We’ve recently published a white paper with Jupiter, about advisers’ views of value and income investing. Recent wobbles aside, equity markets have mostly roared away during the last decade.  Factors such as low interest rates have particularly favoured growth funds, and value investing has taken something of a back seat. But now we seem to be living with rockier markets, could the time be ripe for a return to value investing?

In our discussions we found a fair number of advisers who weren’t clear about the distinction between these two main styles of investing: growth and value. Maybe that’s not entirely surprising – with value propositions having been out of the limelight for so long. And could we, with hindsight, define a company which has grown strongly in recent years as a previous value stock?

Nevertheless, we found that advisers mostly liked the idea of a disciplined investment strategy of buying quality shares when they are undervalued – the backbone of value investing. And there are several trends that suggest that there should be greater use of value funds.

If economies stall and/or interest rates rise, the prospects for growth stocks will weaken. This could prompt advisers to turn their focus back towards funds with a value tilt. Advisers also tend to view value funds as longer-term investments, which could be more suited to higher-risk buckets within clients’ retirement portfolios.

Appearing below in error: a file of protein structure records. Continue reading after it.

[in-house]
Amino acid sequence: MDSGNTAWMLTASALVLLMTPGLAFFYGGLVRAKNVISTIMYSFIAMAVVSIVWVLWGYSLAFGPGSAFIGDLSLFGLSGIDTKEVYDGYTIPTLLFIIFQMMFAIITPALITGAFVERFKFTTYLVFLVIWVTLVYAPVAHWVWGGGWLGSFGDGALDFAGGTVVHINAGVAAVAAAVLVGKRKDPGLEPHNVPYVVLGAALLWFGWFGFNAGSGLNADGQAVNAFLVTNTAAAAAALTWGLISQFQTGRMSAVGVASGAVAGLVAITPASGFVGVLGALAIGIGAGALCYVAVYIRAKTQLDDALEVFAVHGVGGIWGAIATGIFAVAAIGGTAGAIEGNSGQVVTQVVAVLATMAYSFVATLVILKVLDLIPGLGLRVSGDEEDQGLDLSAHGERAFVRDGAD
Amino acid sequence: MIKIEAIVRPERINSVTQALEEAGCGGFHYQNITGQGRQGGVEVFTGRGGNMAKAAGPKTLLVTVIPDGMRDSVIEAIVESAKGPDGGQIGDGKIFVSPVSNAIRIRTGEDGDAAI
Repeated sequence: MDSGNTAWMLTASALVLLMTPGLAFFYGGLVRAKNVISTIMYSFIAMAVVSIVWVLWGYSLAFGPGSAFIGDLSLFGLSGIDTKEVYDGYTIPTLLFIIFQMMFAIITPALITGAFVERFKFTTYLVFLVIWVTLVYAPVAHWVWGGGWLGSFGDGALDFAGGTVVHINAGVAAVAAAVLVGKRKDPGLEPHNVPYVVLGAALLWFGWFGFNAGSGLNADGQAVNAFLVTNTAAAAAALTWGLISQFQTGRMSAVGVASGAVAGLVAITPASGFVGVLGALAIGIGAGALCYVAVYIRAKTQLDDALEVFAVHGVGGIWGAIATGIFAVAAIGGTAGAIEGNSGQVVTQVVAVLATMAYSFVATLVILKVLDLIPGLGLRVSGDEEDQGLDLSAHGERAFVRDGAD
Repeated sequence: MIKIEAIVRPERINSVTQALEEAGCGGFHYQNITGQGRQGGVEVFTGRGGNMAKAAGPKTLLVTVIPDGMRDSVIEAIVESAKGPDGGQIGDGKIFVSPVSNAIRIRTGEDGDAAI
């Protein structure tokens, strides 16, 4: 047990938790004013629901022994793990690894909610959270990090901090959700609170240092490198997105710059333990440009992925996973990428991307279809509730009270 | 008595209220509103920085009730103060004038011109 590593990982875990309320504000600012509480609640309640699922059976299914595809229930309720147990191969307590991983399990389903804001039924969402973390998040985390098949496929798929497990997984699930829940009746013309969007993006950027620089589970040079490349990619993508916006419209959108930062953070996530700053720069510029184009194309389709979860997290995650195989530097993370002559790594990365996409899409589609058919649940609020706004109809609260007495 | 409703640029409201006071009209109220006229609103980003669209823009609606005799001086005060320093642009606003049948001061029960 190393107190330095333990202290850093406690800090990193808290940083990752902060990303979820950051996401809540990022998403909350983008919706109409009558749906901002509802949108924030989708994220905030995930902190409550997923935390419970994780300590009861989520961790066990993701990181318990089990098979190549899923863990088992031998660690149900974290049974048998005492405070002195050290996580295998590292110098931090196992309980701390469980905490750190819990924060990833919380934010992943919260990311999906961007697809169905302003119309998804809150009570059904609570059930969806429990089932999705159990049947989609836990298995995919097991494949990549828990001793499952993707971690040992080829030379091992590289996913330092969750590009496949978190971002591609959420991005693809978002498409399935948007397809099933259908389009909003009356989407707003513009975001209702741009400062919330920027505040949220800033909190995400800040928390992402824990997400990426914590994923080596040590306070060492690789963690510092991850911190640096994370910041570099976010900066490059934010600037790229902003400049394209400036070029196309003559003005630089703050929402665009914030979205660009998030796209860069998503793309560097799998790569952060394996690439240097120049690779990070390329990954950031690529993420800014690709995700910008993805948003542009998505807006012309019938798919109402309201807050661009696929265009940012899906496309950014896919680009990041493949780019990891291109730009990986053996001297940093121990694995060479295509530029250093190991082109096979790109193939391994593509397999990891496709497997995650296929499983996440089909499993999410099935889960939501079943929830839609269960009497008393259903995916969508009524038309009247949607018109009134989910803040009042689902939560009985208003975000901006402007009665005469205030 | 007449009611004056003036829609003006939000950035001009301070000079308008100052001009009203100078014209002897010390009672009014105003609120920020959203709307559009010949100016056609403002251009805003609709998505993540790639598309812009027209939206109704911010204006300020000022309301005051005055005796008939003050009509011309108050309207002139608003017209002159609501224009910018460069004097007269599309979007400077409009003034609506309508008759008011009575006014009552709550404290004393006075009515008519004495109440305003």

And while passive has been gaining ground in portfolios, many advisers are waiting to see how index funds perform in more volatile markets before shifting much more of their clients’ portfolios into them. Bottom-up value investing is more about seeking alpha than following the market.

If value investing does start to regain ground, it remains to be seen just how advisers will use these funds in client portfolios. Advisers are more process-driven now than in the past, and investment decisions are increasingly driven centrally by committees and CIPs rather than by individual advisers.

Changes to portfolios do happen, but they tend to take place relatively slowly. About 80% of adviser firms tell us that they do adapt their investment style to reflect market conditions, but most do this pretty infrequently. So any change of style might take a while to filter through.

The white paper is free to download here.

If you have any comments or questions, please get in touch.